allow people in one Croquet island to manipulate class SmallInteger and
have these changes be visible only on their local island. For most
classes this is trivial (since you can just use multiple versions) but
for some of them (like SmallInteger) this is hard since the VM knows a
lot about it.

About nil, true, false: Good points. I need to think about it.
ProcessorScheduler, however, seems simple to deal with. All you'd need
to support multiple processors is to inject one process with the "new"
environment which then then just assigns Processor ;-) Not that I'd do
that casually but it seems pretty straighforward.

Cheers,
   - Andreas
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Re: Contextualizing the VM environment?

Colin Putney
In reply to this post by Andreas.Raab

On Apr 14, 2006, at 1:04 PM, Andreas Raab wrote:

> Colin Putney wrote:
>> I have a question along the lines of Ian's observation above. How  
>> does this idea differ from what you proposed after Craig posted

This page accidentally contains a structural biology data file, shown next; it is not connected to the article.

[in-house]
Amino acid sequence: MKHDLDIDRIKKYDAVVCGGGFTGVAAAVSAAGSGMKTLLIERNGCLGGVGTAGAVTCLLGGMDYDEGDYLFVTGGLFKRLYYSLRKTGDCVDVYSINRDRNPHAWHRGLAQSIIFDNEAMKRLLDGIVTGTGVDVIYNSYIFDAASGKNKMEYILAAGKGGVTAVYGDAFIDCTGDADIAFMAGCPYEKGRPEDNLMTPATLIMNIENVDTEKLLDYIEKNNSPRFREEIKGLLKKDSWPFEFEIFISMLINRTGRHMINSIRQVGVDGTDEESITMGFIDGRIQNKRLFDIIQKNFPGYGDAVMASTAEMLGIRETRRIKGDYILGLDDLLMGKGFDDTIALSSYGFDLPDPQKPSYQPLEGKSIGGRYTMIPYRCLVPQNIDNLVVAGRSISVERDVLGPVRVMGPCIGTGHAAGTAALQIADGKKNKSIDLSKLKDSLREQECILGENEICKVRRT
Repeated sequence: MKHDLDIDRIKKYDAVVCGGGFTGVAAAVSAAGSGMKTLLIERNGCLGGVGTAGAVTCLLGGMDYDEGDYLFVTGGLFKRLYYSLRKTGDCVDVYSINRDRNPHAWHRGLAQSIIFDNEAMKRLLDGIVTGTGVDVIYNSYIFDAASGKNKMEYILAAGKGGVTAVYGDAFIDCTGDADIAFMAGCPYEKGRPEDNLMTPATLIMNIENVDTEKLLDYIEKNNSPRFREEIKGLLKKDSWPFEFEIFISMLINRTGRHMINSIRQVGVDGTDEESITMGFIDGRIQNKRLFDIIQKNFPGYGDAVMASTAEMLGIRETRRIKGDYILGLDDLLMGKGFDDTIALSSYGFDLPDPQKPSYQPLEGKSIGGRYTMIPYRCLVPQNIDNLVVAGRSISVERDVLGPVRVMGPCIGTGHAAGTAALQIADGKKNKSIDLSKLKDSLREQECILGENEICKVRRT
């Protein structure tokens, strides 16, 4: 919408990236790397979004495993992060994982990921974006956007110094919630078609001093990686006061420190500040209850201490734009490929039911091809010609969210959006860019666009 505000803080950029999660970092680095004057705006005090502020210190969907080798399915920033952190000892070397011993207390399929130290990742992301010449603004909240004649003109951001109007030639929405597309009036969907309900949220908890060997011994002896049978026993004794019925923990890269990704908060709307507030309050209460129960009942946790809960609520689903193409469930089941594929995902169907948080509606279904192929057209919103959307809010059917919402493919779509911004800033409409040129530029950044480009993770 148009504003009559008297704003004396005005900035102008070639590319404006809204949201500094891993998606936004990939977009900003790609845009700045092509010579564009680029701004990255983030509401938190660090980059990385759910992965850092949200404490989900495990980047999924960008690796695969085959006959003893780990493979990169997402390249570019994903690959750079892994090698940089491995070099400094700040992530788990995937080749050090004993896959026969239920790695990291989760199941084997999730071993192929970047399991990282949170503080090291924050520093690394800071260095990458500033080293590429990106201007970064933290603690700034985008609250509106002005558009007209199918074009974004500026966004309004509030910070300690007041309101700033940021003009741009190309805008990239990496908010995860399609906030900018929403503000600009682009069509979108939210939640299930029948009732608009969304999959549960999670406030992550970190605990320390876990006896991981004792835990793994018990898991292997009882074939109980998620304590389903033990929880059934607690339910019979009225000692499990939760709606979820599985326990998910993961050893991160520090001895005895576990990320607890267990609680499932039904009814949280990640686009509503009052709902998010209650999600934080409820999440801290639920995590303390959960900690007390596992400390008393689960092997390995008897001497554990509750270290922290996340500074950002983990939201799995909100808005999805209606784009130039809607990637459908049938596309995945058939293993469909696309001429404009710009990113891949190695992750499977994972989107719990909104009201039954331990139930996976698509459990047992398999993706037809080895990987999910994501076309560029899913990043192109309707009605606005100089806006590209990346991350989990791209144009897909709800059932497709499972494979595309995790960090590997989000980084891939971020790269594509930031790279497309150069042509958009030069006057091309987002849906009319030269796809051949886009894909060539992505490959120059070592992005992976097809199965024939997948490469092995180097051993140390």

>> his 1337 image a while back? (http://lists.squeakfoundation.org/ 
>> pipermail/squeak-dev/2006-January/099832.html) In both cases,  
>> you're talking about, essentially, a VM instance per Process. Is  
>> this another approach to the same idea, or is there a key  
>> difference that I'm missing?
>
> The key difference is that a contextualized VM environment would  
> allow for different versions of, say, class SmallInteger and any of  
> the other "special" classes. The 1337 image doesn't address this  
> (at least this hasn't been mentioned); the above discussion is  
> about factoring out process management which is a different beast.

Ok, I see. The two ideas do seem complementary though.

Colin
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Re: Contextualizing the VM environment?

ccrraaiigg

Hi all--

        (Colin writes to Andreas:)

 > How does this idea differ from what you proposed after Craig posted
 > his 1337 image a while back?

        By the way, I put my notes about that at http://netjam.org/spoon/smallest/.


-C

--
Craig Latta
improvisational musical informaticist
www.netjam.org
Smalltalkers do: [:it | All with: Class, (And love: it)]